Wells Fargo has decided to close its entire consumer offerings of lines of credit. This includes closing down pre-existing lines of credit (not just discontinuing it for new customers).
In effect, they are decreasing consumers credit scores, which is the real scandal, here.
However, you should know, Wells Fargo is no stranger to scandals.
If you recall, Wells Fargo created millions of fake accounts on behalf of their clients resulting in millions of dollars in fines and damages in the billions.
More recently, Wells Fargo agreed to pay 3 billion dollars to settle charges alleging that it engaged in fraudulent activity which includes charging fees and selling products its consumer did not want and did not need.
When your fraudulent practices are so pervasive so as to become the subject of a Harvard study in fraudulent practices, you know you’ve been at it for a while.
Ethan Wolff-Mann at Yahoo Finance did a chronological expose in Wells Fargo’s transgressions, detailing the following:
- September 2016: Fake accounts
- September 2016: Improper auto repossessions
- December 2016: Failed ‘living will’ test
- March 2017: More fake accounts
- March 2017: Failed community lending test
- April 2017: Whistleblower wins $5.4 million and job
- August 2017: Overcharging small businesses
- February 2018: Federal Reserve restricts size
- February 2018: Sued over discrimination against black and Latino borrowers
- March 2018: Wealth management investigation
- April 2018: $1 billion settlement for mortgage locks and auto-loan issues
- May 2018: Altering business information without client knowledge
- May 2018: $480 million to settle securities-fraud lawsuit
- June 2018: SEC fine for leading investors astray
- July 2018: Refunds over add-ons like pet insurance and legal services
- July 2018: Private Bank wealth management issues
- August 2018: Pays $2.1 billion for its role in housing bubble
- August 2018: Foreclosures due to computer glitch
- March 2019: Advisors sanctioned by SEC for fee-disclosure practices
Now this: Closing lines of credit and hurting credit scores.
We’ve observed over the years that the entire credit system is arbitrary. The credit scoring system is an attempt to quickly and efficiently evaluate someone’s credit worthiness, but that system absorbs many factors which have nothing to do with a consumer’s credit worthiness.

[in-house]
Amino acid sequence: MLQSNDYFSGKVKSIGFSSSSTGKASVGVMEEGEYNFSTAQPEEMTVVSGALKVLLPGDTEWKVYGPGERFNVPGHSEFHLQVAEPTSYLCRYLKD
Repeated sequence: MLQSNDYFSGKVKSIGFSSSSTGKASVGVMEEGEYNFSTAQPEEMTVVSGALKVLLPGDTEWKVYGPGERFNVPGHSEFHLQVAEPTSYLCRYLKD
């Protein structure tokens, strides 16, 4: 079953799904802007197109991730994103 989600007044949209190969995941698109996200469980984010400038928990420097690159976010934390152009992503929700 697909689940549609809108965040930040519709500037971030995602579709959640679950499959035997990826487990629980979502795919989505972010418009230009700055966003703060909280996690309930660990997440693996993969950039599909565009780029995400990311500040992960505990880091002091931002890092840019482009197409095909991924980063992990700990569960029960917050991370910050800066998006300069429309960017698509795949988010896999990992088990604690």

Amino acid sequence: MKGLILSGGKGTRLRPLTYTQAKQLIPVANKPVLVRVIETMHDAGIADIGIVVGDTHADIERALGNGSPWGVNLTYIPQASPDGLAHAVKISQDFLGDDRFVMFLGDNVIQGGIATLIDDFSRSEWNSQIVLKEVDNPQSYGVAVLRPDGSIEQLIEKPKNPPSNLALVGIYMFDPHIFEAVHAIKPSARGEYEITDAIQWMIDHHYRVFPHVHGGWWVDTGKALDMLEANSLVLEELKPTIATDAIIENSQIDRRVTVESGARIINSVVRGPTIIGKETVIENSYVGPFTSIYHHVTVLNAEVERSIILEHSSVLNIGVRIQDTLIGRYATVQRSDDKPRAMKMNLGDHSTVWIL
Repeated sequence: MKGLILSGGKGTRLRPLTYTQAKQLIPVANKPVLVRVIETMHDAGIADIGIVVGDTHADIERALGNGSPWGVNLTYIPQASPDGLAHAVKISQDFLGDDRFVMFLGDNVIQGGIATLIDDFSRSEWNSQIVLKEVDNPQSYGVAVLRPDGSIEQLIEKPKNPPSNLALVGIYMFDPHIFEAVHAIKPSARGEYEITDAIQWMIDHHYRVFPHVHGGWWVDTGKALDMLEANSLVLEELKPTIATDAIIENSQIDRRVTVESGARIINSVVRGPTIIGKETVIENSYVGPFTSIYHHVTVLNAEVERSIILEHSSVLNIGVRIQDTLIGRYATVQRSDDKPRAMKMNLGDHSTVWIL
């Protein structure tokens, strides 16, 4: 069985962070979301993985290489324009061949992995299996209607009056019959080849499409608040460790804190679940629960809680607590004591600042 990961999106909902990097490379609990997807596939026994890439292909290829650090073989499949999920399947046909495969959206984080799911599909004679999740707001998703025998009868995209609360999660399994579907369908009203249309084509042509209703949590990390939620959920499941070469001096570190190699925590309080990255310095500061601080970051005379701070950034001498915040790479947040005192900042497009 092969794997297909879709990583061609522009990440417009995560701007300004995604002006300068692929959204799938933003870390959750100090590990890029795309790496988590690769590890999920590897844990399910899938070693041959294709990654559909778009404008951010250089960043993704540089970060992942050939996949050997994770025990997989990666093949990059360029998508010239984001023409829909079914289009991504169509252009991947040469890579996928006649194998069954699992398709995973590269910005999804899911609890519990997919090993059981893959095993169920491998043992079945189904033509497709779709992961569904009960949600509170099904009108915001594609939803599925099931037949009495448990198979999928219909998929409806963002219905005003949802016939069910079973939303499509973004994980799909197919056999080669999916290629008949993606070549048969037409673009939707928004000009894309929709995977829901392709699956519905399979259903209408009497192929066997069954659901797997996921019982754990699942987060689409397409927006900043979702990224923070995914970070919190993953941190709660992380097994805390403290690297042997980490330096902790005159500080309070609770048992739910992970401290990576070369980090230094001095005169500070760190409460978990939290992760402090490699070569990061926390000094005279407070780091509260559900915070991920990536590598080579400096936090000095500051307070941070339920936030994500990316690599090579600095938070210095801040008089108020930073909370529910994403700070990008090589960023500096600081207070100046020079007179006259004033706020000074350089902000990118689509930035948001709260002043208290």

Wells Fargo’s decision to close consumer’s lines of credit is a prime example of how a consumer’s credit score can be negatively effected while having nothing to do with the consumer’s credit worthiness or willingness or ability to repay a loan.
Closing lines of credit hurts credit scores.
Everyone knows that closing a line of credit can negatively impact your credit score.
Fair Isaac Corporation, the largest credit score provider, specifically warns against closing lines of credit for the very reason that it could decrease your credit score. TransUnion, one of the “big three” credit bureaus, warns that closing account may harm your credit score. Experian said the same. Everyone agrees.
Decreased credit scores can negatively impact financial affairs.
Bankrate outlined many ways in which a decreased credit score can negatively impact your life.
With a lower credit score:
- You will have less credit offerings (obviously).
- You may pay higher insurance premiums.
- You can expect to pay more expensive car loans.
- Your ability to secure an apartment becomes less competitive.
- You can expect to pay higher deposits for utilities.
- Your job applications may be less favorable.
- Your ability to start a business may be disrupted or compromised.
Update: There’s a solution.
If you were negatively impacted by Wells Fargo’s decision to close your line of credit and you do not have an immediate credit-relate goal, you’ll probably be just fine.
You will build credit over time and, hopefully by the time you need credit, you will be back on your feet in terms of credit.
However, if Wells Fargo’s closures has decreased your credit score and you have a current need for your credit score, you can purchase authorized user tradelines for a temporary increase in credit score.
You should educate yourself on this matter prior to engaging in tradelines. You can read our 24 page study to learn whether you can expect positive results or not.